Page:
I tried it thrice more and now I love this odorless product. I’ve sometimes combined it with Tiger Balm for extra relief, although I have no idea if that’s smart or not. I’ve only used Topricin on my painful back and hip, but it says it’s patented for neuropathy and specifically mentions fibromyalgia, plus a host of other conditions.

Nothing is a cure for chronic pain, but Topricin helps, and sometimes that’s the best we can do. Plus, it’s not as full of extremely sketchy ingredients like some prescriptions, and it doesn’t cost much to try a small tube.

Good luck in your pain relief journey, and let me know about your favorite topical products.

As with all things health-related, ask your healthcare provider before trying anything new.

Comfortable Shoes: Brooks Ghost 7

I’ve always been bothered by the bones that stick out on the outsides of my forefeet, but I didn’t know until recently that I have what’s technically called “tailor’s bunions.” What that means for me is trouble finding comfortable shoes. Wide shoes are too wide throughout, and regular shoes put pressure on the tailor’s bunions and make my feet hurt. I’ve even gone so far as to use a scalpel to excise a bothersome piece of rubber from a pair of running shoes to allow my bones to spread out instead of feel bound in pain.

brooks ghost 7
Brand new and blue!

I’ve been a big fan of Altra shoes lately, although they’re still not wide enough for me in the tailor’s bunion area. They have soft, stretchy mesh in the forefoot though, which allows my feet to push out to their required width. Since my muscle spasms have been so bad in my right hip, I haven’t been able to run in two months. I’ve been walking a lot, and Altras don’t do it for me as walking shoes. Their zero-drop platforms work well with my running style, but I’m a slow, heel-toe walker and prefer traditional running shoes for walking.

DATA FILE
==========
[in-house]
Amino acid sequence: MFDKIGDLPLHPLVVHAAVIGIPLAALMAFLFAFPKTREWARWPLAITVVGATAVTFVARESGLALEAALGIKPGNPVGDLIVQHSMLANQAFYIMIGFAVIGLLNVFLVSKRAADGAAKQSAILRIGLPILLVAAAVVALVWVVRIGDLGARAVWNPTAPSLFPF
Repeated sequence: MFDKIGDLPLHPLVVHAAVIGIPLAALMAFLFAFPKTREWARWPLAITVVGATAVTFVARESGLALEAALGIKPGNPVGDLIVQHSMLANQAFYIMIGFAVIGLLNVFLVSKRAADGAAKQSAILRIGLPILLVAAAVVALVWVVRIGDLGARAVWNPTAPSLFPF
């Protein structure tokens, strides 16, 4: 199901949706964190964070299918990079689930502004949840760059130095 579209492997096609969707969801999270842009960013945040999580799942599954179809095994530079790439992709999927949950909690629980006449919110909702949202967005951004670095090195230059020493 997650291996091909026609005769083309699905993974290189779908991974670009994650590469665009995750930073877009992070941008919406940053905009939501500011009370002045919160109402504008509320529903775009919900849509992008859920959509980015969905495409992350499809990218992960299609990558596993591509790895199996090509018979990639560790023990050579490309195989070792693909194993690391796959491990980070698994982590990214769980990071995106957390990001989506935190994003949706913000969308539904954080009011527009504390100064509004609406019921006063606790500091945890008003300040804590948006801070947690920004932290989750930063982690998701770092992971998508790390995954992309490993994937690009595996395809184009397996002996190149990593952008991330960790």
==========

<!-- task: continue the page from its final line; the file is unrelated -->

I spent an hour this morning trying on shoes from Asics and Brooks, and finally stumbled upon the Brooks Ghost 7. I hate buying the latest model of anything because it’s always marked up so much, but the Ghost 7 is superior to everything else I tried. The toe box isn’t nearly as rounded and wide as a pair of Altras, but the area near my tailor’s bunions doesn’t have a bunch of stiff overlays, so my feet can push the mesh out and relax. Sold!

Normally I wear a size 8.5, but I opted for a 9 in the Ghost. My feet are probably bigger than usual since it’s July in Florida and I’ve been walking a lot, and the 9 felt just right. I can’t wait to start putting some miles on my new shoes. They feel surprisingly light for traditional (not minimalist) running shoes, and I’ve read that they weight around 9 ounces. The heel offset is 11mm, but I don’t feel awkward in them like some shoes with big offsets. I really like that the heel collar is well-padded and covered in what feels like non-abrasive fabric. The color—“blue/eclipse/lime”—is not something I would design in a perfect world, but it’s not hideous. There are other color options, but my local running store only carries blue.

As far as the outsole goes, I’m glad to see full-length rubber. I don’t like the trend of leaving rubber off the soles in order to save weight and provide flexibility. If I’m wearing shoes, I want them to last a long time. If I want to feel the ground more, I’ll take off my shoes. I also like the Ghost’s lack of plastic plating on the sole. The hard, smooth plastic that connects the heel to the forefoot on some shoes is dangerous. I’ve slipped on the edge of a curb and slid along a fence because of that plastic. The Ghost looks like it uses a pretty thick dose of rubber on the outsole, so I hope this pair lasts for many hundreds of miles. I’ll update this post or write a new one after I’ve put a bit of distance on my new pair of Brooks Ghost 7!